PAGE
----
Voluntary manslaughter in North Carolina is defined as the killing of a human being done because of provocation. Provocation means a sudden heat of passion or rage caused by a situation or person. In other words, a person guilty of voluntary murder had no intent to kill. They were provoked into killing the victim. Under North Carolina law, voluntary manslaughter is punishable by 51 to 64 months in prison. Involuntary manslaughter is a separate criminal offense.
What Is Involuntary Manslaughter in North Carolina?
In North Carolina, involuntary manslaughter is a homicide, or killing of a human being, which results from recklessness or criminal negligence. The person committing the homicide does not actively intend to kill the victim, but still causes the victim’s death.
What Is Criminal Negligence?
Criminal negligence is conduct “grossly deviating” from what an ordinary person would do. What an ordinary person would do is based on a reasonable, normal standard instead of an actual person. Criminal negligence shows a total disregard for human life.
Are Involuntary Manslaughter and Vehicular Manslaughter the Same Criminal Charge in North Carolina?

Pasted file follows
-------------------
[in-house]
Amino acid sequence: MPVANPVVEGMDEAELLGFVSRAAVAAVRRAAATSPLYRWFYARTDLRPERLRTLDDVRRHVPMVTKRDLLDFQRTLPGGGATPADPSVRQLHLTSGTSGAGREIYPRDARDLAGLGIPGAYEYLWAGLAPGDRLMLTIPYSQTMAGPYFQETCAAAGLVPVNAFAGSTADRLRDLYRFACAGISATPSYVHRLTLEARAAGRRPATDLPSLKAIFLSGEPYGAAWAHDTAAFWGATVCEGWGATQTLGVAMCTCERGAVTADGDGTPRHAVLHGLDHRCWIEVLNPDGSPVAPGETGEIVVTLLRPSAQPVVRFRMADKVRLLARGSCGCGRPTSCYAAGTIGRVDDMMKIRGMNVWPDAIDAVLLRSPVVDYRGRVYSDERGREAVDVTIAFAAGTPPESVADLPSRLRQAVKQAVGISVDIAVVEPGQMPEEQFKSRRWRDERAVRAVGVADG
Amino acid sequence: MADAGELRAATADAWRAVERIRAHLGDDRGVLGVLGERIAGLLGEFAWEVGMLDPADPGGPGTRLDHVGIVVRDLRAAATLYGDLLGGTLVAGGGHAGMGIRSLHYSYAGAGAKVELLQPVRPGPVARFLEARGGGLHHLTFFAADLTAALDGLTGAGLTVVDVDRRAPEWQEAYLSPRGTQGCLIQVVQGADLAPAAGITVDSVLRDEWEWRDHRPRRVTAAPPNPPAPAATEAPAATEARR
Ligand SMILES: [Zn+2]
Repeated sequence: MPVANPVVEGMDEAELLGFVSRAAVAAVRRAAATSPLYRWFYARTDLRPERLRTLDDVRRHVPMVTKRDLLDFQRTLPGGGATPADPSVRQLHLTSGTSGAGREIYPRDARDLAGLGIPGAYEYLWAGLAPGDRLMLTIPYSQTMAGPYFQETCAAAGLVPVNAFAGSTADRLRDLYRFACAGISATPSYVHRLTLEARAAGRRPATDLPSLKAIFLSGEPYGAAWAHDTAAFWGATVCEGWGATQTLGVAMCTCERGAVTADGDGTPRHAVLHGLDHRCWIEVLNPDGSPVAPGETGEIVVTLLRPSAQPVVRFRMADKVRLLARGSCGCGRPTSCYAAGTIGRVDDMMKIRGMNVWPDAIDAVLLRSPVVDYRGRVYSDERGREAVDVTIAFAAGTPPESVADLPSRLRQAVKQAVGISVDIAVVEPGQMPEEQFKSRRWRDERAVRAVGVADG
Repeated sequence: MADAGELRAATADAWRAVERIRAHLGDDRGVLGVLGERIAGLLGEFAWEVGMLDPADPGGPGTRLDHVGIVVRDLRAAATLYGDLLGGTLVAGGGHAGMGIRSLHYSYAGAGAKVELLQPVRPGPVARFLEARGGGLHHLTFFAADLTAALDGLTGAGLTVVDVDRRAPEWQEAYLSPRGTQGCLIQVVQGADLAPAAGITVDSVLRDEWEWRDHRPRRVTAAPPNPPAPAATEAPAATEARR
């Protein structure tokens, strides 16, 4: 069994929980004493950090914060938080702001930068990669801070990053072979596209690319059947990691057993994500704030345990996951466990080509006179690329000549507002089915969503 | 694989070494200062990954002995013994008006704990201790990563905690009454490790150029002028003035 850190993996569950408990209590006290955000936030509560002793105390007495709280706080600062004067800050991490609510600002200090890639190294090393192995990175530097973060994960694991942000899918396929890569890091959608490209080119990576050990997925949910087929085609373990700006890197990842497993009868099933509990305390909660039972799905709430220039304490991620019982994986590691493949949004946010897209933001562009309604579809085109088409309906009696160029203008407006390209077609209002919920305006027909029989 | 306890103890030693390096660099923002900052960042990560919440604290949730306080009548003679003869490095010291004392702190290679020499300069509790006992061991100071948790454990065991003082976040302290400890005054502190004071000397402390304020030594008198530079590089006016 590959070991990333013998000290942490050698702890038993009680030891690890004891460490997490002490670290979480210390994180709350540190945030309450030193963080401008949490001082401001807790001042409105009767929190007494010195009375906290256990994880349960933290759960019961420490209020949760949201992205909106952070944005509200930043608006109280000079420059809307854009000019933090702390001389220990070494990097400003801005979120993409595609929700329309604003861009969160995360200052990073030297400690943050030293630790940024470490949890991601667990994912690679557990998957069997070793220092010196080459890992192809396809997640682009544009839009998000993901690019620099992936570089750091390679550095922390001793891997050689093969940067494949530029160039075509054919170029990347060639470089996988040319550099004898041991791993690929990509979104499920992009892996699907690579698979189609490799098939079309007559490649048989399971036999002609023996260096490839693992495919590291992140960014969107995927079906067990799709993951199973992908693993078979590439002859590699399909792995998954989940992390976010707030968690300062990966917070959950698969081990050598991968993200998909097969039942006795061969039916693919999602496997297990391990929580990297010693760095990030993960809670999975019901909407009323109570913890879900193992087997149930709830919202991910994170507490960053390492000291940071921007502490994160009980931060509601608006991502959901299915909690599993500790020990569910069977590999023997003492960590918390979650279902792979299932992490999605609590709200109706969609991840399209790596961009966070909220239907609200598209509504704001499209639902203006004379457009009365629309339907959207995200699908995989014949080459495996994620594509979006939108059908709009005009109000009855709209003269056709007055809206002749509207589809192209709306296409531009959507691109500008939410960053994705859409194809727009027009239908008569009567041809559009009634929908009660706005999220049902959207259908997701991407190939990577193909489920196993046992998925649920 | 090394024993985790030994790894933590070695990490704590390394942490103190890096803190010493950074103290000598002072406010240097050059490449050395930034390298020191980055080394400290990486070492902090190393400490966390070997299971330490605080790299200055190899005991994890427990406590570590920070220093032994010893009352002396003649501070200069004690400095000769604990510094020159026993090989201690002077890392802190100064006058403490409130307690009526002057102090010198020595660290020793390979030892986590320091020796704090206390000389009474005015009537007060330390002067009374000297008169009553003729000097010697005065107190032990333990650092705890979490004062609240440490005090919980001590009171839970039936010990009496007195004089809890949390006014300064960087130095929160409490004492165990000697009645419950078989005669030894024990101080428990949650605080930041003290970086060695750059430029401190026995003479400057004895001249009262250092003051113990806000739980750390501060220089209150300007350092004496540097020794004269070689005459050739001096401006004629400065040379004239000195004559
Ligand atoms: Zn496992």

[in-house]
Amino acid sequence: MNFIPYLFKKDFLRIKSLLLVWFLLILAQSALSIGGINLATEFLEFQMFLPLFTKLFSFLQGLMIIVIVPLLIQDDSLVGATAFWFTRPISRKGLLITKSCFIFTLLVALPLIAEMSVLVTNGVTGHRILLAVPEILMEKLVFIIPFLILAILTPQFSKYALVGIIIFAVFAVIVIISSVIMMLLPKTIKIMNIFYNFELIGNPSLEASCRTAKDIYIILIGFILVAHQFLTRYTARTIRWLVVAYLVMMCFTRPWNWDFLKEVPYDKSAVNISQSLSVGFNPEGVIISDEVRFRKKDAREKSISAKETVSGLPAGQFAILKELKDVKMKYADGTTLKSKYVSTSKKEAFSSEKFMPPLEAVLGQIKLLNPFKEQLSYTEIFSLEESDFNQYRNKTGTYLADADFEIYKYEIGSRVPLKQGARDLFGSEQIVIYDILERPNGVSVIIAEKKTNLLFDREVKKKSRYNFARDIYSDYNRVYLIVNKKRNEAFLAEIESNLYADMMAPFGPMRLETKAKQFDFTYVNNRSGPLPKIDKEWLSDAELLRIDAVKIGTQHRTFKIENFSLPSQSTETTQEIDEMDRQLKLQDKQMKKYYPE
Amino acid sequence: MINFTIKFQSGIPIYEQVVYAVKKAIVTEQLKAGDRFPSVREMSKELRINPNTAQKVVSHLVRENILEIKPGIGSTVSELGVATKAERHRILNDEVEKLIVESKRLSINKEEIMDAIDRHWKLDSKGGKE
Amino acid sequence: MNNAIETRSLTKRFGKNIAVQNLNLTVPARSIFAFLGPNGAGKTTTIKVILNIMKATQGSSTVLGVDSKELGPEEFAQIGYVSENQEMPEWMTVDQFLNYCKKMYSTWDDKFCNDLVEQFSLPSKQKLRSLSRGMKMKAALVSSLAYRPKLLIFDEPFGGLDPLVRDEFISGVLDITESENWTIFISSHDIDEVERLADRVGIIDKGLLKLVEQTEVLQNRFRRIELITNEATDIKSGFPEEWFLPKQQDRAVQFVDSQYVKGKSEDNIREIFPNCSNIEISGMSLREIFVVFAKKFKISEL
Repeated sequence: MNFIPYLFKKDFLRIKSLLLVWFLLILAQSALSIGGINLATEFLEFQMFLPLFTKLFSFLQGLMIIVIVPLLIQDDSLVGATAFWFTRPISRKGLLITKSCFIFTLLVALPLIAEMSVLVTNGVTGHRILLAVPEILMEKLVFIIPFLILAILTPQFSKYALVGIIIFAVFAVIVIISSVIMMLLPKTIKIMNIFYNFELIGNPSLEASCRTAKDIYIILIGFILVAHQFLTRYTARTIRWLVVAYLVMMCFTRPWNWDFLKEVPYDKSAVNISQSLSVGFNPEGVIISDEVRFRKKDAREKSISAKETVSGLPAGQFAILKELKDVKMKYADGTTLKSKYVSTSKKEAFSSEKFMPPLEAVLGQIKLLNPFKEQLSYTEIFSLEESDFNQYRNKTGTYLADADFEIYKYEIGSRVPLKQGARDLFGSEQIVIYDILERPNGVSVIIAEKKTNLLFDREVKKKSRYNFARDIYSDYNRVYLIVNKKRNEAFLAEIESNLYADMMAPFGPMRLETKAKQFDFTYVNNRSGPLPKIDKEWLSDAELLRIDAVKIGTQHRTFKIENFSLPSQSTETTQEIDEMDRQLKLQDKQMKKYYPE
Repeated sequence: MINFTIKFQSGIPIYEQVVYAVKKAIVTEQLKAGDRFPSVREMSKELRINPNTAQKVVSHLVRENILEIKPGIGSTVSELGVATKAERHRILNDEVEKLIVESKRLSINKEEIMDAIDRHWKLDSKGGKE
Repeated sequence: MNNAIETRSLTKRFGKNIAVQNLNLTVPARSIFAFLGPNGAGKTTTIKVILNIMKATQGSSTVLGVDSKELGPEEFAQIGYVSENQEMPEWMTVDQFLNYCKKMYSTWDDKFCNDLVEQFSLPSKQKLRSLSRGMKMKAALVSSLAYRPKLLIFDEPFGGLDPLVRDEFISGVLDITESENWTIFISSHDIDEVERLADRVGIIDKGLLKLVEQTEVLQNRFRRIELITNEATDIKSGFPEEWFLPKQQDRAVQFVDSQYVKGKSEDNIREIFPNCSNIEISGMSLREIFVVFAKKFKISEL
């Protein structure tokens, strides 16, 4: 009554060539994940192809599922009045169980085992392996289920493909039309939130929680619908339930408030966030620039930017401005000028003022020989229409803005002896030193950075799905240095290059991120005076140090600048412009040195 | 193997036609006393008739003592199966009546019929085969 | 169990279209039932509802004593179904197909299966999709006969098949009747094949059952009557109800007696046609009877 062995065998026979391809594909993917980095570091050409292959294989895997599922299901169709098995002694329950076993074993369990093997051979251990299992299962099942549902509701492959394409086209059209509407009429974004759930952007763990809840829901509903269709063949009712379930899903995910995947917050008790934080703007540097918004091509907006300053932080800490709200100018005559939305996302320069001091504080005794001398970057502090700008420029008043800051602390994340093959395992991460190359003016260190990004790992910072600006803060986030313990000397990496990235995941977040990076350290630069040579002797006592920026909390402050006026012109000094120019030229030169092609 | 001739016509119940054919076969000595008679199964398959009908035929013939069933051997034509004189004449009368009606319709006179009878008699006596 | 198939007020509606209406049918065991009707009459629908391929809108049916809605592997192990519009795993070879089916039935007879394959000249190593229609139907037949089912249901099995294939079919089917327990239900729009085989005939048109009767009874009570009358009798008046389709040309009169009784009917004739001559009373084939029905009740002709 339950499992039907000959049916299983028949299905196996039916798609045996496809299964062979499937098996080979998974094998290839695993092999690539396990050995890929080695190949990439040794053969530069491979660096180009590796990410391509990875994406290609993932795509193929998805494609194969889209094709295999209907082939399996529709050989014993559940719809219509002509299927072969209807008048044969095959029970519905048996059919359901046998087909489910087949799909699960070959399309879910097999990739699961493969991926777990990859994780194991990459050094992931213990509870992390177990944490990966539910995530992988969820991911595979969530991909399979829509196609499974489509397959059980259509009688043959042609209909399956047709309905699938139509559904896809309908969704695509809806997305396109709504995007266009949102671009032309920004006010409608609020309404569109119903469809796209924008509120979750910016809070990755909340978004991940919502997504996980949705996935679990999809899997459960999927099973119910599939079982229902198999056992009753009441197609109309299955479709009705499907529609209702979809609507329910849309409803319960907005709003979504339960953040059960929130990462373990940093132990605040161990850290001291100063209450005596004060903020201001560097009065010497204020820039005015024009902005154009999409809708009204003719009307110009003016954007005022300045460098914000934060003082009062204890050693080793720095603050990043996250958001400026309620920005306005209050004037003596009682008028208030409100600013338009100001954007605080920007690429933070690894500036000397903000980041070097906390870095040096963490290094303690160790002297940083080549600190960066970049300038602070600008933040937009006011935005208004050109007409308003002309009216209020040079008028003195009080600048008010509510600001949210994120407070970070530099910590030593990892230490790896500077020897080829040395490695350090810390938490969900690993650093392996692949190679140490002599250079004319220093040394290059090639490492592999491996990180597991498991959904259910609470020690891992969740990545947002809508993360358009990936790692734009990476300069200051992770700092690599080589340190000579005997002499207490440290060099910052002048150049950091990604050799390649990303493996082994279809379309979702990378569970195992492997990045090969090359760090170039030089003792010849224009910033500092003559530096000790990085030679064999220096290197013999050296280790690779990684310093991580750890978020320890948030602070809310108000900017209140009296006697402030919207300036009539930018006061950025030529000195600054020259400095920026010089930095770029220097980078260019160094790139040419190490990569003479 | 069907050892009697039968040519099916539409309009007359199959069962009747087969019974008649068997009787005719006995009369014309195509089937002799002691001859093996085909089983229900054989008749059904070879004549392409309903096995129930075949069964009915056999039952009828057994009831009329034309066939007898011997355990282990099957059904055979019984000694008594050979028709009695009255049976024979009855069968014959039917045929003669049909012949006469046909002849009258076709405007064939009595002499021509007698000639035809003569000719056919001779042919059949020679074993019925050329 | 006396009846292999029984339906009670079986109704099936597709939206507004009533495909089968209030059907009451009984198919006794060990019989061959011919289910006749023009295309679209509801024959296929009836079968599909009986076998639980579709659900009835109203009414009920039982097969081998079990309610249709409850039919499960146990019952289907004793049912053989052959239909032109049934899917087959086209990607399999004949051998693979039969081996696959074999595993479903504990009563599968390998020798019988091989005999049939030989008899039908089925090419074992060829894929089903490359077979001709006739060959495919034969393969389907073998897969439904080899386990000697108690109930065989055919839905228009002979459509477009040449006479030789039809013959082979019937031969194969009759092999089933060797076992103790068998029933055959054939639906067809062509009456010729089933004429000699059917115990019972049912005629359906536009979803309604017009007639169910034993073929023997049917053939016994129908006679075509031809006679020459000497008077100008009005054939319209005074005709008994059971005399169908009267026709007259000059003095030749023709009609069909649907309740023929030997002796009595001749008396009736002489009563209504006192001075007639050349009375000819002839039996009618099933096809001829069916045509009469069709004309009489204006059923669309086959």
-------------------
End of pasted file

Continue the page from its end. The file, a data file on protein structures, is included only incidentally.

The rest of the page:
No. Vehicular manslaughter is the killing of a human being while operating a motor vehicle in a reckless or negligent way. The reckless or negligent way is any action that ranges from texting and driving to driving under the influence of alcohol and/or drugs.
What Is the Penalty for Voluntary Manslaughter in North Carolina?
Involuntary manslaughter is a Class F felony. The punishment for this felony class is 13 to 16 months in prison.
Do I Need to Contact an Attorney for Help with My Case?
If you are facing an involuntary manslaughter charge, you will likely need legal assistance to defend yourself against it. Contact a North Carolina criminal attorney immediately to learn about your legal rights and defenses regarding fighting your criminal charge.